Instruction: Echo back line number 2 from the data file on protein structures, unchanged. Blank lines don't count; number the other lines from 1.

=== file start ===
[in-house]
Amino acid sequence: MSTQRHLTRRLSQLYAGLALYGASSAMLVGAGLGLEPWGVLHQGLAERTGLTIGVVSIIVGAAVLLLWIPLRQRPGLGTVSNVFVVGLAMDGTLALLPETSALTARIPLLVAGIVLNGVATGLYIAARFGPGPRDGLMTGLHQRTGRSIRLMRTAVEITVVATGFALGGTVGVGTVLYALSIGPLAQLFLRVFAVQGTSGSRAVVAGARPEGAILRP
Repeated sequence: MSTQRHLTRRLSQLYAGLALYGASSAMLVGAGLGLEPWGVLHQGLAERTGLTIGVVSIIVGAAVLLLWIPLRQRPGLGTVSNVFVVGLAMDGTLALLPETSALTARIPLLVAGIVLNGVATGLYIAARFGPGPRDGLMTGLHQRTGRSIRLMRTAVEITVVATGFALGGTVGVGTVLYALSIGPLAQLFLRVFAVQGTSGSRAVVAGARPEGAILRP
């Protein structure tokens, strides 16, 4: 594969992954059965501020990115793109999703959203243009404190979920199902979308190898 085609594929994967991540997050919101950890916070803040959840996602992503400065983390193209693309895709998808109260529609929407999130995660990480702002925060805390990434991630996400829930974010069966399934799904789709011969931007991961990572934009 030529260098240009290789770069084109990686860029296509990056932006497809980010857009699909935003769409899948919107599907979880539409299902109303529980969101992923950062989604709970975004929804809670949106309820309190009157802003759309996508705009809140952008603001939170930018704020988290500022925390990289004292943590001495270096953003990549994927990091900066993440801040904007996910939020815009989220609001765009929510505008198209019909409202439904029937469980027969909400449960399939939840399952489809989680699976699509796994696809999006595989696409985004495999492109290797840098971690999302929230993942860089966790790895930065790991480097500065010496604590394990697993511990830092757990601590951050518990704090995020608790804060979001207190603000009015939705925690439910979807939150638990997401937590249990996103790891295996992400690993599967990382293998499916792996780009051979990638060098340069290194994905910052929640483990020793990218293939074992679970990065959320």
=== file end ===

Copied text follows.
Amino acid sequence: MSTQRHLTRRLSQLYAGLALYGASSAMLVGAGLGLEPWGVLHQGLAERTGLTIGVVSIIVGAAVLLLWIPLRQRPGLGTVSNVFVVGLAMDGTLALLPETSALTARIPLLVAGIVLNGVATGLYIAARFGPGPRDGLMTGLHQRTGRSIRLMRTAVEITVVATGFALGGTVGVGTVLYALSIGPLAQLFLRVFAVQGTSGSRAVVAGARPEGAILRP